The present chapter will mainly focus on RD adenoviral vectors as veterinary tools since RDAd genetic stability makes them particularly suited for the design of safe and legislatively acceptable vaccines. Despite being one of the most studied recombinant vectors in veterinary medicine, no RDAd vaccine is currently licensed for veterinary use. An RDHuAd5 vector expressing the FMDV P1 region and the 3Cpro protease has nonetheless received a conditional US veterinary biological product license. An exhaustive safety study for the issue of a US veterinary biological license product for this vaccine was recently completed [43]. No evidence of reversion to virulence, shedding from vaccinees or presence in milk products was detected indicating that RDAd vaccines are safe and recombinant vaccine particles are unlikely to be found in animal products used for human consumption.

3.4. Human vs. nonhuman adenovirus for veterinary use

HuAd5 vector is the most extensively used adenoviral vector for vaccine design and gene therapy. However, pre-existing adenoviral immunity complicates its use in human therapy since this drastically decreases efficacy [44], but in veterinary medicine, no immunity to HuAd should be present. Indeed pre-existing neutralizing antibodies and cell-mediated immunity to the veterinary specie Ad usually do not cross-react with human adenoviral vectors [45]. This implicates that human adenoviral vectors can trigger strong immune response in the veterinary host. There are nonetheless risks that need assessment prior to commercial release like reversion to virulence. Importantly for livestock animals, it is essential to demonstrate that the recombinant vaccine is absent from the animal products consumed by the human population (e.g., meat and milk) so that veterinary use of RDHuAd vaccines is not perceived as a health risk by legislative bodies and the public in general.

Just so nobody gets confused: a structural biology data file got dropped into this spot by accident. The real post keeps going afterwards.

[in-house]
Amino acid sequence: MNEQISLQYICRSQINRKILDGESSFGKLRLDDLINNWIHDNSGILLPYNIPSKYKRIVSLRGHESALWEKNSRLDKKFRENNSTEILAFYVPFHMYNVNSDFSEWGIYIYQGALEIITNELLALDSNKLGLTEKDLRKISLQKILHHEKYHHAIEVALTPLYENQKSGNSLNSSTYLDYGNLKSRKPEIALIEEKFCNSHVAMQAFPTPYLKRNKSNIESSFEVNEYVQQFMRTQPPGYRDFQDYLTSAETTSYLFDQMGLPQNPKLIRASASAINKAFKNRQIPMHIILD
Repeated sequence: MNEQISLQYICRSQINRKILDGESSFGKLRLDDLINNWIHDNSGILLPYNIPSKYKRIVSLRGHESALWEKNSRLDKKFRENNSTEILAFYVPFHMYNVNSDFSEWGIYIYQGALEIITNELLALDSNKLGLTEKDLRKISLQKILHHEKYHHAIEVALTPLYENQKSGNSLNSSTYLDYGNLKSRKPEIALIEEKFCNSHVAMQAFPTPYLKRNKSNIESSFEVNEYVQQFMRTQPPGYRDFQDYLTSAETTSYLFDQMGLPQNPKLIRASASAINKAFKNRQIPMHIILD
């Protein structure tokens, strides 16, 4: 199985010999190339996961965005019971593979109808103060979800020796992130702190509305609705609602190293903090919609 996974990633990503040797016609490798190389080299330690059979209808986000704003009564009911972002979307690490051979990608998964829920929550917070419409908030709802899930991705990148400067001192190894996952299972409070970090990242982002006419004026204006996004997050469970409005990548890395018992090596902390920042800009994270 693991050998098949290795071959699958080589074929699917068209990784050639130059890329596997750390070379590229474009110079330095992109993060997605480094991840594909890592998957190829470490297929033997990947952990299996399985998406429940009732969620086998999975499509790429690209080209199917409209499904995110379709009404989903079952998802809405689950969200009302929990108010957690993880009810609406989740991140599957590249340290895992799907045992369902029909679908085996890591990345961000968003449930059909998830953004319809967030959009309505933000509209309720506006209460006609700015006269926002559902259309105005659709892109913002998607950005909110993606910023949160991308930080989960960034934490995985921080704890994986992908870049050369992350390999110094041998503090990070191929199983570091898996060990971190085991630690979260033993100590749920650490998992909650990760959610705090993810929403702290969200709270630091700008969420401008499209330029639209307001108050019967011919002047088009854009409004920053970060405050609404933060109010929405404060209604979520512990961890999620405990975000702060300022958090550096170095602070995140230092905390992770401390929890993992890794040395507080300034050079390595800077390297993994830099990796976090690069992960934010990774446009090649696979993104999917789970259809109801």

To circumvent pre-existing immunity, nonhuman adenoviral vectors can be used. These are often studied for gene therapy as they improve gene delivery and expression [46], but they could still hold veterinary vaccine applications. For instance, in the cases of zoonosis like Rift Valley fever (RVF) that affect human populations, it could prove advantageous to develop adenoviral-based vaccines on the backbone of nonhuman species to avoid HuAd pre-existing immunity [47]. Since most nonprimate adenoviral vectors produce abortive infections in human cells [48], the risk of virulence reversion and recombinant vector spreading in humans is further minimized. These nonhuman vectors also produce strong immune responses in the veterinary host, although most studies thus far have used RCAd constructs [9, 49, 50]. Nonhuman RCAd could have applications in veterinary vaccination when the Ad itself is pathogenic [51]. Recombinant technology could be used to attenuate pathogenic fowl adenoviruses (FoAd) strains to produce suitable vaccine strains or FoAd could be manipulated to become vectors that express recombinant immunogenic proteins [52]. Because of the dissemination risks posed by RCAd, RDAd appear nonetheless as the way forward even for nonhuman Ad.